Collectible Antique Maps
As you may already know - I LOVE maps. I've said it before. I also love history and one reason why I love antique maps, is because they show exactly how people perceived their world in the past. Like other antiques, Antique maps can be used to decorate a home with an appreciating assets (if they are originals). They provide old world charm and add warmth to a room.
There is a certain amount of nostalgia about maps that attracts everyone. If you put a globe in a room, chances are 80% to 90% of the people that will come into that room will be drawn to the globe at some point. Antique maps and globes provide us with endless possibilities of places to visits and hint of the mysteries of our huge world.
So this lens will be a quick history of maps from ancient times to the present.
Why I don't use BC and AD
Now, some of you might also be wondering why I do not use BC and AD in my dates . Since I am no longer religious (and believe me, I was raised in a very religious family and was not permitted to leave the church until I was 19 years old), I don't like using anything referring to religion and BC and AD are both religious references. So I use the neutral dating system. BCE means Before the Common Era and CE means the Common Era.
The Nippur Map - 1400 BCE
The oldest known map ever found.
The University of Pennsylvania was excavating in Nippur (Iraq) from 1889 until 1900 and during that time they discovered thousands of clay tablets. This map may have been discovered at that time, but its importance was not recognized until quite some time later.
This artifact was on loan until 2008 to the Beijing World Art Museum for their rotating exhibit on Great Civilizations.
Babylonian Map - 600 BCE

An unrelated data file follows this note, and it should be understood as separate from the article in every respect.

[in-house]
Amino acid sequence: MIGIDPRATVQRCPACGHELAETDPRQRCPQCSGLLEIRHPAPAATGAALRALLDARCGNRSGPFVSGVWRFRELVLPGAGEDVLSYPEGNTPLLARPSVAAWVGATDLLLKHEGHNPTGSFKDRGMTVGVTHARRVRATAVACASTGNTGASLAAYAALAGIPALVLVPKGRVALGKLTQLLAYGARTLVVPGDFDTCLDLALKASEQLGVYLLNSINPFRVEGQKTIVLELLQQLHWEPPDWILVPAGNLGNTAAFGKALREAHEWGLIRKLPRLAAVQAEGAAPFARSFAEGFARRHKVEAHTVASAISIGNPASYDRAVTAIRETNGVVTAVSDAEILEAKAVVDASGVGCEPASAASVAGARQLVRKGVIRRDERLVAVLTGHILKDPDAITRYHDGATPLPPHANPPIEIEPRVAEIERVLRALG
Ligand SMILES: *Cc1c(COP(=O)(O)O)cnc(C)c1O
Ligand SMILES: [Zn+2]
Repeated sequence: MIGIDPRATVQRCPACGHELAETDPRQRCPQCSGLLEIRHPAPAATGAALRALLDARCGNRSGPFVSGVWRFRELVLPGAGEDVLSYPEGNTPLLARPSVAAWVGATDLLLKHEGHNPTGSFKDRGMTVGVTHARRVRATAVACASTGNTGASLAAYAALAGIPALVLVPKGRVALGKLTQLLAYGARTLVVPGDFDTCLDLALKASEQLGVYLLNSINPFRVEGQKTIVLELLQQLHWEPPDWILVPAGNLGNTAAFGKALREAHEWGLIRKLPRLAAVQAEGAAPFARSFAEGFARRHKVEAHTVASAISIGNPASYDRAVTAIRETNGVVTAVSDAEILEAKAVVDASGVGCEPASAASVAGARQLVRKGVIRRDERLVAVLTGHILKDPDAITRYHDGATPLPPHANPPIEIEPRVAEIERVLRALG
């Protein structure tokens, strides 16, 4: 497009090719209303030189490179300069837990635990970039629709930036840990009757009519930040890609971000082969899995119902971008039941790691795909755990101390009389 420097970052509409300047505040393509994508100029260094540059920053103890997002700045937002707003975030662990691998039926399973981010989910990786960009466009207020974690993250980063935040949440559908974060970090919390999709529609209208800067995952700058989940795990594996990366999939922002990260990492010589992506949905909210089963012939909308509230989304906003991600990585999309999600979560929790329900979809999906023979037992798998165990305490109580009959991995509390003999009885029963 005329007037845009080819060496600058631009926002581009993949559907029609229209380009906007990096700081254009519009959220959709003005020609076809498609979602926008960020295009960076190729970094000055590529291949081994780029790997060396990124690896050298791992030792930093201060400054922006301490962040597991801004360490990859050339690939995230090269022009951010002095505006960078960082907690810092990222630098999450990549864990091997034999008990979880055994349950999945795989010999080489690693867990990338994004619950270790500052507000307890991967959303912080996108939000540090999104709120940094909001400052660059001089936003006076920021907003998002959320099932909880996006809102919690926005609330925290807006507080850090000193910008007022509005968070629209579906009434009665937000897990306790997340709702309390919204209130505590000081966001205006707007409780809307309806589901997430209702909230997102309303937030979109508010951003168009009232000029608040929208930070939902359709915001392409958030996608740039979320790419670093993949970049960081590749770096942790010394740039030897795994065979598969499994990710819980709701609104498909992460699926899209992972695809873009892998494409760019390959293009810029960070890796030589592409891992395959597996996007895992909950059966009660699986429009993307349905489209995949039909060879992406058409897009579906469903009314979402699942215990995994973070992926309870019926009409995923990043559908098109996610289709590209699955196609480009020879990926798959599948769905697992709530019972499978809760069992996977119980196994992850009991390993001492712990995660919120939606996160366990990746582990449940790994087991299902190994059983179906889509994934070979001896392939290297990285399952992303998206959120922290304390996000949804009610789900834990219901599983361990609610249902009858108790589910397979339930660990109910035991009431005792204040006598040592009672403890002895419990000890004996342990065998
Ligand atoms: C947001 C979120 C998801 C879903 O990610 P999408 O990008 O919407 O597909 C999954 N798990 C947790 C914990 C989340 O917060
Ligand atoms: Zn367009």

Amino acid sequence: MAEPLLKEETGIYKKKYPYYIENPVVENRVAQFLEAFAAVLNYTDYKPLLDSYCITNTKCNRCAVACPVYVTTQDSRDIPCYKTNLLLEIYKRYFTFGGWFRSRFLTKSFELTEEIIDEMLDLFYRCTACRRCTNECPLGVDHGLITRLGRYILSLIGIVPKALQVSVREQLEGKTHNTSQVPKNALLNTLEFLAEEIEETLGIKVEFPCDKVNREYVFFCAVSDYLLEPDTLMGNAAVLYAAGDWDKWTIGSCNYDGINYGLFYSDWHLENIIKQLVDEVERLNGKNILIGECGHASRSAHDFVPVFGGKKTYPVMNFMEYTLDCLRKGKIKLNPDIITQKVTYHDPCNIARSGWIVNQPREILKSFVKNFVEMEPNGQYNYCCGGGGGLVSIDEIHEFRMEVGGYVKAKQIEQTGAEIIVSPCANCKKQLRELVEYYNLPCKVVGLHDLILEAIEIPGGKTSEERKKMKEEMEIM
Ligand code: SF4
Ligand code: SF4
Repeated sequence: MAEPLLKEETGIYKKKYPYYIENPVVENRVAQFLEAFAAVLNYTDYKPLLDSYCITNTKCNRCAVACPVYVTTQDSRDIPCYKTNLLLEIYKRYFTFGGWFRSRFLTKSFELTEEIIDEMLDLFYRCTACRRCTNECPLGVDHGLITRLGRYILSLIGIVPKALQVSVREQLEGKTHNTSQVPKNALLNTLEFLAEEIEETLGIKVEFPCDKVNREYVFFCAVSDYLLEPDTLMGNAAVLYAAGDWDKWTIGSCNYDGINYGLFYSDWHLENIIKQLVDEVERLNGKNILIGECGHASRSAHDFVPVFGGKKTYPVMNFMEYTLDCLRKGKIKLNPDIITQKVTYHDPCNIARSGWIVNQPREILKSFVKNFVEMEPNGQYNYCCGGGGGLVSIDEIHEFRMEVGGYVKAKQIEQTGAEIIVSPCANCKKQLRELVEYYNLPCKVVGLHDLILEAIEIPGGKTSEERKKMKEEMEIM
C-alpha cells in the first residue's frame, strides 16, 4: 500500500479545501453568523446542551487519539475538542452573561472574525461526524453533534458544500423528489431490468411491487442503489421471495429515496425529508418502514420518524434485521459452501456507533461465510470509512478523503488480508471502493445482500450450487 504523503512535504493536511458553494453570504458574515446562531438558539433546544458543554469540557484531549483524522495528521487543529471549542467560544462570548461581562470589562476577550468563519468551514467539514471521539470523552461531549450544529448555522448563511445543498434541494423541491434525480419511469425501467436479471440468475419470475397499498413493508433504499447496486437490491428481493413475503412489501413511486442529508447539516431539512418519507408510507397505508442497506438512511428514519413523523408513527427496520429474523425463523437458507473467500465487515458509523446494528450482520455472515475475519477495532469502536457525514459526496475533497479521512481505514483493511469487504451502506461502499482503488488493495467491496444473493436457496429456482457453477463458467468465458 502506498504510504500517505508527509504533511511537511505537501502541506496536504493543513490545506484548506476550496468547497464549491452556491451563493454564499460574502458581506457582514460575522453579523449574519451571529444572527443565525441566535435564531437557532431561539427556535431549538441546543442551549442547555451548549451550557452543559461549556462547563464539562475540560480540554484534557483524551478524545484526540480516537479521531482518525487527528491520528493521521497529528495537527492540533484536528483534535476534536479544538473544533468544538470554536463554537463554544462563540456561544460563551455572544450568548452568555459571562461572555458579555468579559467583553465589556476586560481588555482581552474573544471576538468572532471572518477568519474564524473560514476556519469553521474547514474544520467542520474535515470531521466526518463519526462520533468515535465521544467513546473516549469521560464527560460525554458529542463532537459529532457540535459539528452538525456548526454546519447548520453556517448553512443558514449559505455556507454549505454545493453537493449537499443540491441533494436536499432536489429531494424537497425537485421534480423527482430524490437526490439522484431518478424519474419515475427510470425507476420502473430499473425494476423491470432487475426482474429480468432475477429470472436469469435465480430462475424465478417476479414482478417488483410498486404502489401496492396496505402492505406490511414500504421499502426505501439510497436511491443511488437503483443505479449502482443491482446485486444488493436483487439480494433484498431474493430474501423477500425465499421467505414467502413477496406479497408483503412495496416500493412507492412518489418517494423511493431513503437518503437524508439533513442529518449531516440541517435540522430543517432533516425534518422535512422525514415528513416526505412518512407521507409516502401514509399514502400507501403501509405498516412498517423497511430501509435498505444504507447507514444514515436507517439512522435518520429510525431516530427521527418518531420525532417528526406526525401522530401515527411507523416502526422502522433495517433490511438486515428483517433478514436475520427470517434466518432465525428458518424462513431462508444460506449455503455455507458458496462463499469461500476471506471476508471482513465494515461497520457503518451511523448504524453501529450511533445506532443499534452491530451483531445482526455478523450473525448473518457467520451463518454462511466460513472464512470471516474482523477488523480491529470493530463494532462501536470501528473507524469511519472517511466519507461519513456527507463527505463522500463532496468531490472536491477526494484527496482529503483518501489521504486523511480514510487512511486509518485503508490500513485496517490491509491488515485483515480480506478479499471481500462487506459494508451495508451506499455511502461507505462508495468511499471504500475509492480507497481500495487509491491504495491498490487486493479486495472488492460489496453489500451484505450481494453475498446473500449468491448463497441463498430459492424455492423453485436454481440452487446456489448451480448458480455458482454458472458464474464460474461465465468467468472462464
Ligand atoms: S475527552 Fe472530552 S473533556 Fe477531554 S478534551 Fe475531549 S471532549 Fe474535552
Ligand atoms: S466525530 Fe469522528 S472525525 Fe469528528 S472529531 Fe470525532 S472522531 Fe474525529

This artifact was discovered in Iraq close to the Euphrates river in the late 1800s and first published (or written about) in 1899. It has been dated to around 600 BCE. This was the oldest known map for several decades until the Nippur map (see above) was finally published. The Babylonian Map is currently in the British Museum.
Erastosthenes' World Map 194 BCE
Eratosthenes' map of the world, originally dated approximately 194 BCE. Erastosthenes was also the man who figured out the size of the Earth by using the noon sun on the day of the summer equinox to measure shadows at both Syene and at Alexandria.
Claudius Ptolemy's World Map 150 CE
Claudius Ptolemy was a geographer, an astronomer and a mapmaker from Alexandria in Egypt. He was born around 90 CE and died in 168 CE. This version was actually a woodcut made in 1427 CE and is the earliest surviving known version of Ptolemy's map which was originally made in 150 CE.
Ptolemy also wrote the Cosmographia - a book with lists of stars with names and brightness levels (called magnitudes) - a scale that Ptolemy himself created and I believe is still used today.
Hereford Mappa Mundi 1300 CE
This is one of the earliest T-O maps still surviving. It was made around 1300 CE and can be seen at the Hereford Castle in Hereford, England, UK
Catalan Atlas 1375 CE
Martellus Map 1490 CE
World map of Henricus Martellus Germanus (Heinrich Hammer) made around 1490 CE
Piri Reis Map 1513 CE
This is a portolan map created by a Turkish Naval admiral named Piri Reis in 1513 CE. It is a very controversial map because the experts cannot decide if the land shown at the bottom is the Antarctica or whether it is just part of South America. The significance of this is that the Antarctica was not actually discovered and mapped until 1818 CE.
Mercator Map 1569 CE
The first ever map made with a projection that helped with navigation. Published by Gerhardus Mercator in 1569 CE. The Mercator Projection has been an essential part of cartography now, for over 400 years
Mercator's Polar Projection Map 1595 CE
Septentrionalium Terrarum descriptio - This map was published in 1595 by Rumold Mercator - son of Gerhardus Mercator (who had died in 1594).
Upside Down World Map 1979 CE
This Upside Down Map was first published in 1979. There are some places on this planet where people do grow up with a slightly different world view you know - including me!! LOL
The future of Cartography and Map Making - Mapping the galaxy.
One of my most favourite scenes in all the Star Trek movies is this one from Star Trek Generations (1994).
This scene involves Captain Picard having to discover where the Nexus is going to show up next. He orders Data to plot the projected course of the Nexus Ribbon through the galaxy - and this is done in the Stellar Cartography Department.
This scene could easily be the future of cartography. Once we have mapped our planet and the solar system, humanity will then spread out to map the galaxy.